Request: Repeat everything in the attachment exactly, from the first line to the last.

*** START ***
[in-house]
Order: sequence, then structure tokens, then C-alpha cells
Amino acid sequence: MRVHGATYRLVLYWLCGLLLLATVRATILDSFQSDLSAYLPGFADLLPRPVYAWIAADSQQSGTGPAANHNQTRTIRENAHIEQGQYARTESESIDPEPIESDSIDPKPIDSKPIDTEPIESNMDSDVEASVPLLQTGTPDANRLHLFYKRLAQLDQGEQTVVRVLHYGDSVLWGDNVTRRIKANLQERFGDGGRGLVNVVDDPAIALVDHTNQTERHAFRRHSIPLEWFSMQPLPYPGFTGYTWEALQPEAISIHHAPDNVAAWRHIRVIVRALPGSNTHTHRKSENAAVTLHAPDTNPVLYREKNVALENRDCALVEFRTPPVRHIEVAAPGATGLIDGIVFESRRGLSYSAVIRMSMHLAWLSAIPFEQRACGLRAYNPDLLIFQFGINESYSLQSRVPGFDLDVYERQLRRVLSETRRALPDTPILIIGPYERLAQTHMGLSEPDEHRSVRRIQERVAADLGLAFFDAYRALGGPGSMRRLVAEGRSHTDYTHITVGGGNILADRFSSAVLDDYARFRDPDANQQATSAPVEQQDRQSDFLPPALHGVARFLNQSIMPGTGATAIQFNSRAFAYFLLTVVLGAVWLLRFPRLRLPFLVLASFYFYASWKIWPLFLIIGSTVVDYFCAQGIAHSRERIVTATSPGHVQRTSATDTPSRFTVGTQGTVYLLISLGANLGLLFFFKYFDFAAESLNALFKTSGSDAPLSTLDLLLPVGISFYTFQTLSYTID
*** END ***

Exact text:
[in-house]
Order: sequence, then structure tokens, then C-alpha cells
Amino acid sequence: MRVHGATYRLVLYWLCGLLLLATVRATILDSFQSDLSAYLPGFADLLPRPVYAWIAADSQQSGTGPAANHNQTRTIRENAHIEQGQYARTESESIDPEPIESDSIDPKPIDSKPIDTEPIESNMDSDVEASVPLLQTGTPDANRLHLFYKRLAQLDQGEQTVVRVLHYGDSVLWGDNVTRRIKANLQERFGDGGRGLVNVVDDPAIALVDHTNQTERHAFRRHSIPLEWFSMQPLPYPGFTGYTWEALQPEAISIHHAPDNVAAWRHIRVIVRALPGSNTHTHRKSENAAVTLHAPDTNPVLYREKNVALENRDCALVEFRTPPVRHIEVAAPGATGLIDGIVFESRRGLSYSAVIRMSMHLAWLSAIPFEQRACGLRAYNPDLLIFQFGINESYSLQSRVPGFDLDVYERQLRRVLSETRRALPDTPILIIGPYERLAQTHMGLSEPDEHRSVRRIQERVAADLGLAFFDAYRALGGPGSMRRLVAEGRSHTDYTHITVGGGNILADRFSSAVLDDYARFRDPDANQQATSAPVEQQDRQSDFLPPALHGVARFLNQSIMPGTGATAIQFNSRAFAYFLLTVVLGAVWLLRFPRLRLPFLVLASFYFYASWKIWPLFLIIGSTVVDYFCAQGIAHSRERIVTATSPGHVQRTSATDTPSRFTVGTQGTVYLLISLGANLGLLFFFKYFDFAAESLNALFKTSGSDAPLSTLDLLLPVGISFYTFQTLSYTID